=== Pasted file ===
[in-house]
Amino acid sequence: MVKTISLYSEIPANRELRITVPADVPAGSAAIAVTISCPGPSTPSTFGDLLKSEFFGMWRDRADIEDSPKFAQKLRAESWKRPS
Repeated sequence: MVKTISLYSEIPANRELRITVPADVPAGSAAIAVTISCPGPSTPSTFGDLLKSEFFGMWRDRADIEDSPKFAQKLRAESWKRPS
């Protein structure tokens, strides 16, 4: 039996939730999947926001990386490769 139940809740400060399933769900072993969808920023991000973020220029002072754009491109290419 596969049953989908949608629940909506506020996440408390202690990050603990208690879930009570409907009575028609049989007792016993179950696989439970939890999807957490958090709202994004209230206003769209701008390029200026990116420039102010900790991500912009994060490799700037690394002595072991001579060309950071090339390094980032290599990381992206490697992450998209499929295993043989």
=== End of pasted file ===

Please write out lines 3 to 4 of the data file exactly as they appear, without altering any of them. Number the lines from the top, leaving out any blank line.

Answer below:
Repeated sequence: MVKTISLYSEIPANRELRITVPADVPAGSAAIAVTISCPGPSTPSTFGDLLKSEFFGMWRDRADIEDSPKFAQKLRAESWKRPS
């Protein structure tokens, strides 16, 4: 039996939730999947926001990386490769 139940809740400060399933769900072993969808920023991000973020220029002072754009491109290419 596969049953989908949608629940909506506020996440408390202690990050603990208690879930009570409907009575028609049989007792016993179950696989439970939890999807957490958090709202994004209230206003769209701008390029200026990116420039102010900790991500912009994060490799700037690394002595072991001579060309950071090339390094980032290599990381992206490697992450998209499929295993043989």